North America is calling and Reliance Industries Ltd. is listening.
The Mumbai, India-based conglomerate made its debut at NPE 2006 in Chicago this year after fielding a major increase of material requests from North America after a pair of hurricanes hit the Gulf Coast last fall, disrupting resin supply.
Kamal Nanavaty, president of Reliance's cracker and polymers sector, said interest in the first part of 2006 also has been stronger than normal, Reliance sold about 30 million pounds of polypropylene and polyethylene in North America last year, he added.
Although Reliance is one of the world's largest PP makers, most inquiries from North America have been for polyethylene. As a result of the increased interest, Reliance is considering establishing a series of warehouses with locations in Charleston, S.C., and in the Houston and Los Angeles areas. Such a network would allow Reliance to have around 40 million pounds of material available for delivery in North America at any given time.
Reliance can deliver a shipment of resin by sea from Mumbai to Charleston in 18 days, Nanavaty said.
In India, 2006 growth for commodity plastics is expected to average about 16 percent, according to Nanavaty. Growth in PP should be slightly higher than the average, at 17-18 percent. Overall, Reliance sells about one-third of its output into the export market.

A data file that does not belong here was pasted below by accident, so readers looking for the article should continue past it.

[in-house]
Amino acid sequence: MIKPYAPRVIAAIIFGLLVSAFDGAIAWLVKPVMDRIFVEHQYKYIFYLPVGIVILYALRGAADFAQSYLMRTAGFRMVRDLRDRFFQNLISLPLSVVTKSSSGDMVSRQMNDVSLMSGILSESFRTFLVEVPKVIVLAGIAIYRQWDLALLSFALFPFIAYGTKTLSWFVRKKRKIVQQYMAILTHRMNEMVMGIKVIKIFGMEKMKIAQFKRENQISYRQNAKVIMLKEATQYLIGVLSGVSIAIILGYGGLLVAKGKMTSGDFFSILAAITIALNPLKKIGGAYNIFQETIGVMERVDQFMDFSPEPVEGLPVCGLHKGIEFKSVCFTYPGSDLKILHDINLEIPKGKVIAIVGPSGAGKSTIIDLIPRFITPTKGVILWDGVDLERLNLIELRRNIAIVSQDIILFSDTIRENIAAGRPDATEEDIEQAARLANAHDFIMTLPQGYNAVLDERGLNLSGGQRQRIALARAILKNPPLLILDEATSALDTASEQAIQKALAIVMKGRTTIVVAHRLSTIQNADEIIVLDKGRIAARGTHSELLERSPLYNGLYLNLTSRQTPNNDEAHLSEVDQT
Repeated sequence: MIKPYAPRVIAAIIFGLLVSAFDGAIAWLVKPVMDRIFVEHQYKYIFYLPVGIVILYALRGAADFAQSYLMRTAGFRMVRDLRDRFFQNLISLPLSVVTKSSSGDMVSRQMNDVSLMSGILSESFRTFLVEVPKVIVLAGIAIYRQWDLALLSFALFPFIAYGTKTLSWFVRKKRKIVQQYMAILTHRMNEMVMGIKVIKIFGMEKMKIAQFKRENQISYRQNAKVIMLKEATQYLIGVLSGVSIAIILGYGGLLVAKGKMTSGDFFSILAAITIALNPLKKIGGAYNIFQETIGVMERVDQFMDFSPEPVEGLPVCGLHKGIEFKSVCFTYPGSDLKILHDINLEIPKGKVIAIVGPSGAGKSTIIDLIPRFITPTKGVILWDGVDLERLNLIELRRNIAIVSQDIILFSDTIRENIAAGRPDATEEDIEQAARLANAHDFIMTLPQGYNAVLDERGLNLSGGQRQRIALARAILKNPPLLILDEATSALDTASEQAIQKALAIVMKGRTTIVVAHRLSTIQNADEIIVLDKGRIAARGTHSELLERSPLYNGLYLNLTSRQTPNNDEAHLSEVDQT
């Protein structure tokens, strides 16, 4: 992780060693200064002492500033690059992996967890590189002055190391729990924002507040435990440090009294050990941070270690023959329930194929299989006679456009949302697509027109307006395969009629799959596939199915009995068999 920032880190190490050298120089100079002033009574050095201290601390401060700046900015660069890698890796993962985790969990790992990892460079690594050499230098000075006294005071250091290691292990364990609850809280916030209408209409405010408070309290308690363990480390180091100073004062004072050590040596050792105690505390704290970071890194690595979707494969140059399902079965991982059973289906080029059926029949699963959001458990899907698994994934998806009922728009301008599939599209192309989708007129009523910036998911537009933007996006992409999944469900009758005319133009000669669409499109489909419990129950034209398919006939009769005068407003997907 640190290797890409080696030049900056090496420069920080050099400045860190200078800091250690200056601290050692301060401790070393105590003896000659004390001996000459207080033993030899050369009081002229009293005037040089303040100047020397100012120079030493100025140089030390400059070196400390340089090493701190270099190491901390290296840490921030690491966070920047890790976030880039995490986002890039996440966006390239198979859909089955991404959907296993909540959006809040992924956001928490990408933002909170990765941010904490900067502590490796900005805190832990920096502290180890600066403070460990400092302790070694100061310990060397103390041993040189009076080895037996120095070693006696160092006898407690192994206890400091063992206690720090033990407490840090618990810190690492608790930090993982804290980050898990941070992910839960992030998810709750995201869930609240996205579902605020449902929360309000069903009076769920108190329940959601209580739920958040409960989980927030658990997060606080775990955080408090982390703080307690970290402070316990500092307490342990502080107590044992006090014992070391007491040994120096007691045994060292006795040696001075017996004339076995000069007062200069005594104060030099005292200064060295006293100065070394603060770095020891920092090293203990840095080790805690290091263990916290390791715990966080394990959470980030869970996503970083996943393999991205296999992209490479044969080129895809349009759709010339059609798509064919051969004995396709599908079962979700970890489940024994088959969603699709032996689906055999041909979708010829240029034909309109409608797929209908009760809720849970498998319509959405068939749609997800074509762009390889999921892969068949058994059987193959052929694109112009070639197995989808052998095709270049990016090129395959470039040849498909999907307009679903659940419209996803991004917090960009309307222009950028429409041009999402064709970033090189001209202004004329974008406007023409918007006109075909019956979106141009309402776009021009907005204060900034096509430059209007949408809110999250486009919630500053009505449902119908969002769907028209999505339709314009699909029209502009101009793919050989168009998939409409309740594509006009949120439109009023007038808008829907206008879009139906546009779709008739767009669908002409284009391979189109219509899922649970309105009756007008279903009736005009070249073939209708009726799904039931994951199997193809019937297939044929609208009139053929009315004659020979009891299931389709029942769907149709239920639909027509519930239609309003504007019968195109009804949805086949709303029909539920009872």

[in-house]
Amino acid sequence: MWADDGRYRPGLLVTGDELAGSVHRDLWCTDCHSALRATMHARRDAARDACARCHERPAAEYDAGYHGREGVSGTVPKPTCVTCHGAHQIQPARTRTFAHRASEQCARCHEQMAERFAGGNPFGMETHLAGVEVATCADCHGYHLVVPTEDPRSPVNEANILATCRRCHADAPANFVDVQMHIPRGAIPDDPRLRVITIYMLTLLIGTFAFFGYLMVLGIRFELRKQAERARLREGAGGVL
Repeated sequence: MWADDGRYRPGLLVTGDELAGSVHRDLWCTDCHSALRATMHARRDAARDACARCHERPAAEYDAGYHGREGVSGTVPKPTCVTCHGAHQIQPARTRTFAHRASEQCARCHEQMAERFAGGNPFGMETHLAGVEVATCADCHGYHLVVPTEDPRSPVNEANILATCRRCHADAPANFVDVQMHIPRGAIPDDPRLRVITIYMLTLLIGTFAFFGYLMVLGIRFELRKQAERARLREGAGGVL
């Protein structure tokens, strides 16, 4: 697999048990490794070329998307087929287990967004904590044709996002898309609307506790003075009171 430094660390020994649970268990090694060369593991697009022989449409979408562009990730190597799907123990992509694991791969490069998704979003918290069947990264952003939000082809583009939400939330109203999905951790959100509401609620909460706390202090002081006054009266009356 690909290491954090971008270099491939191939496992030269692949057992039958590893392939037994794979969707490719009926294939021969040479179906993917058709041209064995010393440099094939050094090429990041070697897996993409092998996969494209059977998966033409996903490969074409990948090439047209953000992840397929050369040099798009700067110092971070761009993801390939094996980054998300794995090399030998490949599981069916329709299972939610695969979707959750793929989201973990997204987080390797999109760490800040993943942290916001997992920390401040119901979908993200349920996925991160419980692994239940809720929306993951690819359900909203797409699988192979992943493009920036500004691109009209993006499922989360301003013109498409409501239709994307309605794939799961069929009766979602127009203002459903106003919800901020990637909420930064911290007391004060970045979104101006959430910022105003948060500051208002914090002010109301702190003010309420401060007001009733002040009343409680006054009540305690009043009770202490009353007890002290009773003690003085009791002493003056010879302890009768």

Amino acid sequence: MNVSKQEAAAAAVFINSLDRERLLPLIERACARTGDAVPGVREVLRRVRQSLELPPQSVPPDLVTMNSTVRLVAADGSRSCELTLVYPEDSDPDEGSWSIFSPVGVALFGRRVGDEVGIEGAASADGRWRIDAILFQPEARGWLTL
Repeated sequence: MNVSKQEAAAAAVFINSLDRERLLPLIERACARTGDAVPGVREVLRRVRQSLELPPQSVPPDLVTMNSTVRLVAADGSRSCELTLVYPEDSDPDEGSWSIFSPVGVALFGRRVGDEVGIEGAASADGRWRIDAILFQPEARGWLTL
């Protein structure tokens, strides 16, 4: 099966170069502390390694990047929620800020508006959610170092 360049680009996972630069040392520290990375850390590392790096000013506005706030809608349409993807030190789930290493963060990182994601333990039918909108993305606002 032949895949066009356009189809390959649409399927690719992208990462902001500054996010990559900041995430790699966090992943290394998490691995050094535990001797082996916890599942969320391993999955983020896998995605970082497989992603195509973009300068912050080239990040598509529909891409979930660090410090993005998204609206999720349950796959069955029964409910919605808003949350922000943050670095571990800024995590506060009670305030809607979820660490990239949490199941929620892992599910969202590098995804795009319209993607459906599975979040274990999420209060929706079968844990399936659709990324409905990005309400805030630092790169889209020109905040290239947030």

Increased modernization in the nation of more than 1 billion people is creating a larger middle class, spurring demand for plastic products. The Indian economy is on track to grow more than 8 percent in 2006.
The firm - which ranks as India's largest maker of PP, PE, PVC and PET - opened a 660 million-pound-capacity plant in Jamnagar in April. In 2008, the firm will add 2.2 billion pounds of PP capacity, bringing its total to 6.6 billion pounds. A major increase in oil refining capacity at Reliance is creating propylene monomer, which is being used in PP production.
Reliance posted sales of almost $20 billion and profit of more than $2 billion in its fiscal year ended March 31. Petrochemicals and plastics accounted for about 30 percent of total sales. During the year, total sales grew 22 percent and petrochemical-related sales grew 10 percent.
Dhirubhai Ambani founded Reliance as a commodity trading and export house in 1958 with an investment of about $400. Ambani, who passed away in 2002, stepped into manufacturing in 1966 by opening a textile mill in Naroda. From there, it was a series of increasingly larger steps into backward-integration that led the firm into polyesters and raw materials, and from there into oil and gas.